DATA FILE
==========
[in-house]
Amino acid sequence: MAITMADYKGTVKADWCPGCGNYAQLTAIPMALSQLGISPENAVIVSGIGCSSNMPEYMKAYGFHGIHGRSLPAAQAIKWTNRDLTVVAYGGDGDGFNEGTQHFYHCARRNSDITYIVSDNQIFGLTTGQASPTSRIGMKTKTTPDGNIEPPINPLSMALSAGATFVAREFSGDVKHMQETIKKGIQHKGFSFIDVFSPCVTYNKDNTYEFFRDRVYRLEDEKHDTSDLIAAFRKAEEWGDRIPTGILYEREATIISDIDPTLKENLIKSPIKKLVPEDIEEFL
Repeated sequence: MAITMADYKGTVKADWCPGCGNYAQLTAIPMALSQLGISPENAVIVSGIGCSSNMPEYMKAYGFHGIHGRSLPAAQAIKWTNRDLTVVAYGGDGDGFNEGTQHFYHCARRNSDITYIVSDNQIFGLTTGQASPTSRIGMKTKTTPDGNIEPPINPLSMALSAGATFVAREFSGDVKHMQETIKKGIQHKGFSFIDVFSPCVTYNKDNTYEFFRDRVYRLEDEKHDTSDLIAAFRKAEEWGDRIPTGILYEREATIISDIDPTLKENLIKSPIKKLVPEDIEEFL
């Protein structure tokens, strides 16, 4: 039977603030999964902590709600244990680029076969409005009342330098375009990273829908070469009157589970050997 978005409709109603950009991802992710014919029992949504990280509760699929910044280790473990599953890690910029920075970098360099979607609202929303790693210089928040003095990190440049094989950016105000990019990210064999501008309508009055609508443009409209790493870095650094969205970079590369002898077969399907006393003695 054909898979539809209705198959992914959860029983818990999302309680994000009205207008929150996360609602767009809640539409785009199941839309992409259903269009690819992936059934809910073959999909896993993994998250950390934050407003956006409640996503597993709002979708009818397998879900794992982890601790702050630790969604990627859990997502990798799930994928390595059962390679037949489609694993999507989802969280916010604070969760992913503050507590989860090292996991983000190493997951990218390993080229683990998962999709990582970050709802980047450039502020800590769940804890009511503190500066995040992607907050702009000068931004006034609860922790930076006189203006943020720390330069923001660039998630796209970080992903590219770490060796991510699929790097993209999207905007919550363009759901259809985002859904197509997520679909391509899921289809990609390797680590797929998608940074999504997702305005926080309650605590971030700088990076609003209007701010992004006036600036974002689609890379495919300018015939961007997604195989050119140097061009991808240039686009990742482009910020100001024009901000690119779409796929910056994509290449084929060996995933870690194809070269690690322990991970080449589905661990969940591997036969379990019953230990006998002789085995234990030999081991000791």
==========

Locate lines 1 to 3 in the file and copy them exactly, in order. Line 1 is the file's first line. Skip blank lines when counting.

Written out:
[in-house]
Amino acid sequence: MAITMADYKGTVKADWCPGCGNYAQLTAIPMALSQLGISPENAVIVSGIGCSSNMPEYMKAYGFHGIHGRSLPAAQAIKWTNRDLTVVAYGGDGDGFNEGTQHFYHCARRNSDITYIVSDNQIFGLTTGQASPTSRIGMKTKTTPDGNIEPPINPLSMALSAGATFVAREFSGDVKHMQETIKKGIQHKGFSFIDVFSPCVTYNKDNTYEFFRDRVYRLEDEKHDTSDLIAAFRKAEEWGDRIPTGILYEREATIISDIDPTLKENLIKSPIKKLVPEDIEEFL
Repeated sequence: MAITMADYKGTVKADWCPGCGNYAQLTAIPMALSQLGISPENAVIVSGIGCSSNMPEYMKAYGFHGIHGRSLPAAQAIKWTNRDLTVVAYGGDGDGFNEGTQHFYHCARRNSDITYIVSDNQIFGLTTGQASPTSRIGMKTKTTPDGNIEPPINPLSMALSAGATFVAREFSGDVKHMQETIKKGIQHKGFSFIDVFSPCVTYNKDNTYEFFRDRVYRLEDEKHDTSDLIAAFRKAEEWGDRIPTGILYEREATIISDIDPTLKENLIKSPIKKLVPEDIEEFL